Here’s hoping that our move to the edge of town will mean less barking, all around.
Unless something blows up in the next few days, there will be a new editorial office address listed in the masthead, to the immediate left, in the next issue of WDJ. My husband and I are in the last days of escrow on a new house on the outskirts of town, just a few miles away from where we live now.
We have been living in the historic downtown of this Gold Rush-era town for the past 11 years. There have been some wonderful benefits of living in an old neighborhood in a cute, old small town. I could go out my front gate with my dogs and walk four blocks to a paved trail alongside the Feather River, which flows right through town. The historic center of Oroville is a bit like a ghost town at night; there are no businesses, not even bars, that stay open past 10 p.m., so on hot summer nights, the dogs could safely walk with me off-leash downtown. When I’m on deadline and don’t have time to take Woody out for a miles-long hike to wear him down, I often walk him at night to a grassy area that surrounds some government buildings downtown (two blocks from my house!), to play fetch with a glow-in-the-dark ball.
But living downtown has also had some drawbacks. From the day we adopted Otto from our local shelter nine years ago, it’s been a challenge to keep him from barking to alert us to every UPS, FedEx, and U.S. Postal Service truck that drives within a block of our house. And since we live across from the town’s YMCA, people park in front of our house to attend classes or swim in the Y’s pool. When they get in and out of their cars, Otto thinks he should let us know this, too. The main post office in town is on the next block, and lots of apparently suspicious-looking people walk by our house every day to pick up their mail. Otto does not let this go unremarked.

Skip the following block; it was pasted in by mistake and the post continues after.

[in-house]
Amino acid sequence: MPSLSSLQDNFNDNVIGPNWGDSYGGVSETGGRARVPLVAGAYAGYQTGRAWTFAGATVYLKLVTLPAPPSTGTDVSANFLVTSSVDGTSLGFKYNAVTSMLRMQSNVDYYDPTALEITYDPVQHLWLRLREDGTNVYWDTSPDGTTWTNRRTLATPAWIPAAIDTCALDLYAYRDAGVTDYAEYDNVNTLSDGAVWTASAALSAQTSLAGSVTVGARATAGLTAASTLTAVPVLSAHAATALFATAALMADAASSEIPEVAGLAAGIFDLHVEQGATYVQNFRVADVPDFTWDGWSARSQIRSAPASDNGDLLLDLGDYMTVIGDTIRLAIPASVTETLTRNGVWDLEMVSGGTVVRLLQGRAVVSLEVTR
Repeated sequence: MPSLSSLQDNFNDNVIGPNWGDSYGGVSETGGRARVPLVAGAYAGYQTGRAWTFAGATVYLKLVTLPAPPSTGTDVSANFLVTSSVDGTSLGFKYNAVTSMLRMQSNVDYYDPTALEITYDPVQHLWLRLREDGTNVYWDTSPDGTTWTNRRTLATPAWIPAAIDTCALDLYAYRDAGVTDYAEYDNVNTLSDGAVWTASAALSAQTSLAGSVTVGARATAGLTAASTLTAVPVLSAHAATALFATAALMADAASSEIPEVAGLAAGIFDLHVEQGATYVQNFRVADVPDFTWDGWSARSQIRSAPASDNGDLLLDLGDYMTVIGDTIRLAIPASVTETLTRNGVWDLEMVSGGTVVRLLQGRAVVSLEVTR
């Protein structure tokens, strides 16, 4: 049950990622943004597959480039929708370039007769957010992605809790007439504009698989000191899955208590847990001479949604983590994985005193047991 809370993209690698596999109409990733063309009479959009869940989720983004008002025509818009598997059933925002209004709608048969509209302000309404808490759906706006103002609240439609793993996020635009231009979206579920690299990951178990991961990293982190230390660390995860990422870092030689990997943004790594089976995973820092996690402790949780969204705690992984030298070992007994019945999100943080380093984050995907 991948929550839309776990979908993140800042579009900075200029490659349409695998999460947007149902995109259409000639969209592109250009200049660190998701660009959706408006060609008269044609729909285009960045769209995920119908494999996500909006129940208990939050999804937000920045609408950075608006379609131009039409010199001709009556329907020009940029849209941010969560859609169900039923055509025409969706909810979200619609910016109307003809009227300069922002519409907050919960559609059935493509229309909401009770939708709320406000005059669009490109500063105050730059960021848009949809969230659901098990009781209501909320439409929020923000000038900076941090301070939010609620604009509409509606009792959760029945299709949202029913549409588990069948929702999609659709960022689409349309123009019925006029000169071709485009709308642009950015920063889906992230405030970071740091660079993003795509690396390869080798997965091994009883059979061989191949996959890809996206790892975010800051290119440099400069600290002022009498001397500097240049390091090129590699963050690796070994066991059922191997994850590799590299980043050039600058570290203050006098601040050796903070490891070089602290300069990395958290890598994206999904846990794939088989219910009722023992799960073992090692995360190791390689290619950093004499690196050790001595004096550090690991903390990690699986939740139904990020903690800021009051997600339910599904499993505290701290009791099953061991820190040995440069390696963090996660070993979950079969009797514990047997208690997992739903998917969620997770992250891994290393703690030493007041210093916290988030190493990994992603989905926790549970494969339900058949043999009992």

If I’m in the same room or part of the yard as Otto when these “alarming” events happen, Otto will usually just let out a soft growl; then he will look at me, to make sure I’m aware that he’s done his job. I acknowledge this; “Thanks, buddy. That’s enough.” And that’s it. But if Otto is alone outside when, in his view, any of these potential home-invaders skulk by, he lets out a full-throated “ARROOOOOOOO!” and follows up with some ferocious barking.
Before you feel too sorry for my neighbors, you should know that there is a Dachshund next door who launches into fits of shrieky barking any time we open our front gate, or upon any appearance by any human or non-human animal (dogs, cats, chickens) in our own backyard. And the neighbors across the back fence have two dogs that live outdoors 24/7/365; they can hardly be blamed for their boredom-based barking.
Anyway, wish us luck. If all goes as planned, we and our dogs will be sleeping through the night for the first time in years!